Under the common law regime, the foreign judgment is treated as a contract debt and the usual limitation period of six years applies.

Under the UK regime, an application for registration must be made within six months of the issue of the certificate by the court of origin (Civil Procedure Rules 74.15 and 74.16).

Grounds for refusal

On what grounds can recognition and enforcement be refused?

The grounds for refusing recognition of a judgment vary depending on the regime; however, there are some common grounds (eg, where recognition would be contrary to public policy or where there is an inconsistent judgment which can also be enforced in England and Wales).

Under the European regime, the grounds for refusing to recognise or enforce a judgment are limited (see Article 45 of the Recast Brussels Regulation). Notably, the English court cannot consider the jurisdiction of the court of origin or refuse to recognise a judgment on the basis that it was obtained by fraud. This reflects the principle of mutual trust in the administration of justice in other member states. The English court may refuse to recognise a European judgment on the following grounds:

  • Recognition would be manifestly contrary to public policy in England and Wales;
  • The judgment was given in default of appearance and the defendant was not given sufficient notice of the proceedings. This will not apply if the defendant could have commenced proceedings to challenge the default judgment but failed to do so;
  • The judgment is irreconcilable with either an English judgment given in proceedings between the same parties or an earlier judgment given in another state between the same parties which can be recognised in England and Wales; or
  • The judgment conflicts with certain special rules on jurisdiction contained in the European regimes.

Under the Hague regime, the grounds for refusal are similar to those under the European regimes, with the additional ground for refusal based on fraud. The English court can refuse to recognise a judgment on the following grounds:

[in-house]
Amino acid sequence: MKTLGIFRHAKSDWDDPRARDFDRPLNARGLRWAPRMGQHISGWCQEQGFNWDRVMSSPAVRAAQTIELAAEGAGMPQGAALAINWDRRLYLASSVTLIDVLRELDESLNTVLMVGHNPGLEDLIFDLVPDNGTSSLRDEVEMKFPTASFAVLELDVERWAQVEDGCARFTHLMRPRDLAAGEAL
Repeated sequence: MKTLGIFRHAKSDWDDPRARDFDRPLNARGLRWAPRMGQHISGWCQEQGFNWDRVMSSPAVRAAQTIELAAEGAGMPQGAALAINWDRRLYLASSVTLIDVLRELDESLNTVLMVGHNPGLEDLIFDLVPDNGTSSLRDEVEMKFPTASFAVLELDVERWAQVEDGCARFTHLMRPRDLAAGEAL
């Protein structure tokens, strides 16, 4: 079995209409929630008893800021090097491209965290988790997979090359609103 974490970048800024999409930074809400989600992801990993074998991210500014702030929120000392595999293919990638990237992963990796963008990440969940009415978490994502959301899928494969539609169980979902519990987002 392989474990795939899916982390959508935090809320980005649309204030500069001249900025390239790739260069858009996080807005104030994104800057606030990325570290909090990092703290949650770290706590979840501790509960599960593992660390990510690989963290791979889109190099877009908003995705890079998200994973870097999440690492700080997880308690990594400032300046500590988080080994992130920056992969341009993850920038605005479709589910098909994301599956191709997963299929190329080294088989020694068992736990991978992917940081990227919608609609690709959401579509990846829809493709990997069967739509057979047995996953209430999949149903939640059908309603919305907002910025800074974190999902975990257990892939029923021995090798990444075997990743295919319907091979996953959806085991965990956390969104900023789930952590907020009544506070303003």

• Recognition would be manifestly incompatible with public policy in England and Wales;
  • The defendant was not given sufficient notice of the proceedings;
  • The judgment is irreconcilable with either an English judgment given in proceedings between the same parties or an earlier judgment given in another state between the same parties which can be recognised in England and Wales;
  • The judgment does not meet the jurisdiction criteria because either the choice of court agreement was null and void under the law of the state of the chosen court or a party lacked capacity to conclude the choice of court agreement under English law; or
  • The judgment was obtained by fraud.

 

Under the statutory and common law regimes, the grounds for refusing to recognise or enforce a judgment are again similar but slightly broader. These are the following:

  • Recognition would be contrary to public policy in England and Wales;
  • The defendant was not duly served and did not receive sufficient notice of the proceedings (for the statutory regimes) or the rules of procedure in the court of origin breached the rules of natural justice (for the common law regime);
  • There was a previous final and conclusive judgment in relation to the dispute by a court having jurisdiction in the matter;
  • The court of origin did not have jurisdiction on one of the limited permitted grounds (considered in further detail below);
  • The judgment was obtained by fraud;
  • The proceedings in the court of origin were contrary to an agreement under which the dispute was to be settled otherwise than by proceedings in the courts of that country (Section 32 of the Civil Jurisdiction and Judgments Act 1982); or